The SSME website at http://www.research.ibm.com/ssme is one good place to get information about how IBM is interacting with academics, industry, and government to coproduce an SSME research agenda and curriculum. Let's be clear, this work will take a lot of stakeholders working together over multiple years to accomplish the ambitious goal.

What will be the breakthroughs that allow systematic approaches to investing in service innovation and then to get predictable returns? For example in manufacturing of semiconductors, Moore's Law provided the basis of an investment strategy to shrink transistors and get predictable capability and cost improvements, year after year. What understanding of services might allow predictable service productivity and service quality gains? An understanding of outsourcing and its relationship to Coase's Law is one piece of the puzzle. There are many other pieces to the puzzle, and this will be an exciting frontier for IBM Research to explore with IGS and the other divisions, as well as academic, industry, and government stakeholders.

To capitalize on these advances in knowledge will mean gaining a better understanding of the relationship of technology innovation, business model innovation, social-organizational innovation, and demand innovation (new needs from the clients). Service innovations are about new models of work sharing (with other countries or automation and technology) and risk sharing (with clients, partners, and employees).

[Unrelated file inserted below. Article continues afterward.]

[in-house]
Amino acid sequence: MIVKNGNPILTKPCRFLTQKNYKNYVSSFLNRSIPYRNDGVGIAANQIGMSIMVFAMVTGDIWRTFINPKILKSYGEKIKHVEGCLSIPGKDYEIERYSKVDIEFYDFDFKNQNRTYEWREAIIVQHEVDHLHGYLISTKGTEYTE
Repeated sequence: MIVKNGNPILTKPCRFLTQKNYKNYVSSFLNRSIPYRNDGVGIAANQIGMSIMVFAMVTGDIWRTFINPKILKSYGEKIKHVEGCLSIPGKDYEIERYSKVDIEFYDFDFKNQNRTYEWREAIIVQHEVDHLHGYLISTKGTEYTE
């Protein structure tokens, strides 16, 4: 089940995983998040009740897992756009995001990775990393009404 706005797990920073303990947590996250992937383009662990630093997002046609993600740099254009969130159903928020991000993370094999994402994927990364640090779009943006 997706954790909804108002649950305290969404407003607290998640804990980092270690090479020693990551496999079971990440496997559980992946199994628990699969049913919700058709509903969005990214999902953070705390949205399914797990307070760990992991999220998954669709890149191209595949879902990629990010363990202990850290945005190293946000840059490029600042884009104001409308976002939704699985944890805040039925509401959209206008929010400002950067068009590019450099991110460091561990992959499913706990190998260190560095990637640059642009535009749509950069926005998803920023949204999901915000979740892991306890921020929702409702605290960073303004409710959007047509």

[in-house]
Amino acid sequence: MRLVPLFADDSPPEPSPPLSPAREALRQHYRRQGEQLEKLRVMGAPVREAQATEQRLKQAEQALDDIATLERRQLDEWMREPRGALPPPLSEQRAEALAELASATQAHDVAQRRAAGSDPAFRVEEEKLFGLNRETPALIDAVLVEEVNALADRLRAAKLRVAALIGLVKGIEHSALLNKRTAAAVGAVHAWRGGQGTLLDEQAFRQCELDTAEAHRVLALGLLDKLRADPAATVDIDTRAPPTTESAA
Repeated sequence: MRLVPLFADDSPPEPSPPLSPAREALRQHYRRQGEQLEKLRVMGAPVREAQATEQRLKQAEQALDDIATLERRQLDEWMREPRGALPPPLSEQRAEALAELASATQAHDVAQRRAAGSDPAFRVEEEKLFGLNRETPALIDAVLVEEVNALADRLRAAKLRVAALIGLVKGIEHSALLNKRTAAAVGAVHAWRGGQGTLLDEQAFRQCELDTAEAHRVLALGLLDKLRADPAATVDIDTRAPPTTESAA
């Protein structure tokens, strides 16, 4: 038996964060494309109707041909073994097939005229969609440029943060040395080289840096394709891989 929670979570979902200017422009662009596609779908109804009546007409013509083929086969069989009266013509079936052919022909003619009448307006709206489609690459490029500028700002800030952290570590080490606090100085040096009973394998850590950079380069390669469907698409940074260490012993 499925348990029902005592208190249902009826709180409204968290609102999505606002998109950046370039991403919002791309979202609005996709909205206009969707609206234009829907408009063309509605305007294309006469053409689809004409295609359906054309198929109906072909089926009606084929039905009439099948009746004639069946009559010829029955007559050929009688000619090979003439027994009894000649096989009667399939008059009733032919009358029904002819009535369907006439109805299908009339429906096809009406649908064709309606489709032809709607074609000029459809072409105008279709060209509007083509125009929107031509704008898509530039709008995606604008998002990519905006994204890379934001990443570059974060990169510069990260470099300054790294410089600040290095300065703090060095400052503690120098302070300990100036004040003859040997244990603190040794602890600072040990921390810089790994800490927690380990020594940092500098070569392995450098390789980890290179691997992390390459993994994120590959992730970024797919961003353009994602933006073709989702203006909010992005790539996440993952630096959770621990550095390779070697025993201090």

Historically, IBM was a partner with academics, industry, and government in establishing the discipline of Computer Science, more than a half century ago. Now, IBM can play a role in helping to establish SSME, especially in the area of Knowledge-Intensive Business Services (KIBS) that impact Business Performance Transformation Services (BPTS).

These are exciting times!

Koranteng Ofosu-Amaah

Brad Cox's prescient 1990 article Planning the Software Industrial Revolution was on my mind recently:


"The possibility of a software industrial revolution, in which programmers stop coding everything from scratch and begin assembling applications from well-stocked catalogs of reusable software components, is an enduring dream that continues to elude our grasp. Although object-oriented programming has brought the software industrial revolution a step closer, common-sense organizational principles like reusability and interchangeability are still the exception rather than the rule."

We need to get out of Deadwood.


Stuart Oliver

I very much enjoyed reading this blog entry, in particular the last paragraph. I think that many are still in denial regarding globalisation.

The efforts you are making in universities around the world are exactly what is required to ensure that, at the very least, we are prepared for the near future.

Globalisation and the rise of the "portfolio worker" are key interests and pursuits of mine and I look forward to sharing blog entries with you in the future.